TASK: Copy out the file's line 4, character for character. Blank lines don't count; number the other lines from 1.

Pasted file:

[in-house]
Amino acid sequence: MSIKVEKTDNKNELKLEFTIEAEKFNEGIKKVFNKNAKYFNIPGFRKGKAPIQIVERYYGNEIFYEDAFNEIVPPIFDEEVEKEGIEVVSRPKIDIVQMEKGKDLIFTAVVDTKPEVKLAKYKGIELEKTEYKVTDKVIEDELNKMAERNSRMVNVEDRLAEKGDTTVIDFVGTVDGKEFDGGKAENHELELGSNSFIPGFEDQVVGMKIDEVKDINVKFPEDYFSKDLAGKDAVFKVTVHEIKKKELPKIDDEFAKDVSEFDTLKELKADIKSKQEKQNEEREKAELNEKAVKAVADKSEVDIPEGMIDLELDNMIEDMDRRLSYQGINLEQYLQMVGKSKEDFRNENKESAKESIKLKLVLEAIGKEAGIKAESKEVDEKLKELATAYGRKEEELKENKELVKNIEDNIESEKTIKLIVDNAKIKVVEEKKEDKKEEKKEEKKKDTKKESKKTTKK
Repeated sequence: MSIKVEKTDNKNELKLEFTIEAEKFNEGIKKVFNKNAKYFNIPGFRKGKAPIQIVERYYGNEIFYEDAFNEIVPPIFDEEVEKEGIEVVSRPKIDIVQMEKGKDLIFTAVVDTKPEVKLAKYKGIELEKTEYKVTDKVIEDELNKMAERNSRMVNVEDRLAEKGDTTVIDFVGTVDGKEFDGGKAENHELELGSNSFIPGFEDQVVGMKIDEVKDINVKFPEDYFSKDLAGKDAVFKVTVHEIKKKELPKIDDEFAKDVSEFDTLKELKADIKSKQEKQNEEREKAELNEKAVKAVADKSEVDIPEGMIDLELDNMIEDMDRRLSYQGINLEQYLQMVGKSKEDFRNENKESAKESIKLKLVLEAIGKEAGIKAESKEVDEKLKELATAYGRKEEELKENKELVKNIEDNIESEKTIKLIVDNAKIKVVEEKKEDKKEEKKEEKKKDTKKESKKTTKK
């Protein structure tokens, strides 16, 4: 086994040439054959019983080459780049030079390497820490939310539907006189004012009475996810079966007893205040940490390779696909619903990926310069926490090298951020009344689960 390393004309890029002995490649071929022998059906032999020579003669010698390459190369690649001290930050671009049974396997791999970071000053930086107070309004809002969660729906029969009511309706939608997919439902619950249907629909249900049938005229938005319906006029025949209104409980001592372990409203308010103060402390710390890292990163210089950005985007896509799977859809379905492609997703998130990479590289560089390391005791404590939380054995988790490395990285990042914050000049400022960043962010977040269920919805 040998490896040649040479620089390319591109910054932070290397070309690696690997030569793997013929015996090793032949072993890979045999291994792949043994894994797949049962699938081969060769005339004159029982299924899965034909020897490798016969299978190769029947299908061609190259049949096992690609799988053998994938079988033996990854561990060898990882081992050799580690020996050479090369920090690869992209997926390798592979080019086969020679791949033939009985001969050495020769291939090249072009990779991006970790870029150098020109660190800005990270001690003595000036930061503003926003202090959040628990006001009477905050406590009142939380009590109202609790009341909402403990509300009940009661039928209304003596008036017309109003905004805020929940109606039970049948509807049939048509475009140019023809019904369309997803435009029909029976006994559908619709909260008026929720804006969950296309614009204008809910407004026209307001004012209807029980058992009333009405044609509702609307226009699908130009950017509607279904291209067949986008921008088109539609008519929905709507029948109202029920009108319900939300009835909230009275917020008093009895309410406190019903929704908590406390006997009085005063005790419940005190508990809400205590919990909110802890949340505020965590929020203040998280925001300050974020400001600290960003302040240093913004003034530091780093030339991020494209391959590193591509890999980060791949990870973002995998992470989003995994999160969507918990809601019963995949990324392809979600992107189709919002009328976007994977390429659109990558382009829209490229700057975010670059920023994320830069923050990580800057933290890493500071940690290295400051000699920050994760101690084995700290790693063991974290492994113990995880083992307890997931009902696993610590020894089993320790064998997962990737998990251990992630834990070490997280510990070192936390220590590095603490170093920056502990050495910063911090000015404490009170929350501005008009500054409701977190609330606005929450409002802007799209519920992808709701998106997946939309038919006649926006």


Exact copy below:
């Protein structure tokens, strides 16, 4: 086994040439054959019983080459780049030079390497820490939310539907006189004012009475996810079966007893205040940490390779696909619903990926310069926490090298951020009344689960 390393004309890029002995490649071929022998059906032999020579003669010698390459190369690649001290930050671009049974396997791999970071000053930086107070309004809002969660729906029969009511309706939608997919439902619950249907629909249900049938005229938005319906006029025949209104409980001592372990409203308010103060402390710390890292990163210089950005985007896509799977859809379905492609997703998130990479590289560089390391005791404590939380054995988790490395990285990042914050000049400022960043962010977040269920919805 040998490896040649040479620089390319591109910054932070290397070309690696690997030569793997013929015996090793032949072993890979045999291994792949043994894994797949049962699938081969060769005339004159029982299924899965034909020897490798016969299978190769029947299908061609190259049949096992690609799988053998994938079988033996990854561990060898990882081992050799580690020996050479090369920090690869992209997926390798592979080019086969020679791949033939009985001969050495020769291939090249072009990779991006970790870029150098020109660190800005990270001690003595000036930061503003926003202090959040628990006001009477905050406590009142939380009590109202609790009341909402403990509300009940009661039928209304003596008036017309109003905004805020929940109606039970049948509807049939048509475009140019023809019904369309997803435009029909029976006994559908619709909260008026929720804006969950296309614009204008809910407004026209307001004012209807029980058992009333009405044609509702609307226009699908130009950017509607279904291209067949986008921008088109539609008519929905709507029948109202029920009108319900939300009835909230009275917020008093009895309410406190019903929704908590406390006997009085005063005790419940005190508990809400205590919990909110802890949340505020965590929020203040998280925001300050974020400001600290960003302040240093913004003034530091780093030339991020494209391959590193591509890999980060791949990870973002995998992470989003995994999160969507918990809601019963995949990324392809979600992107189709919002009328976007994977390429659109990558382009829209490229700057975010670059920023994320830069923050990580800057933290890493500071940690290295400051000699920050994760101690084995700290790693063991974290492994113990995880083992307890997931009902696993610590020894089993320790064998997962990737998990251990992630834990070490997280510990070192936390220590590095603490170093920056502990050495910063911090000015404490009170929350501005008009500054409701977190609330606005929450409002802007799209519920992808709701998106997946939309038919006649926006």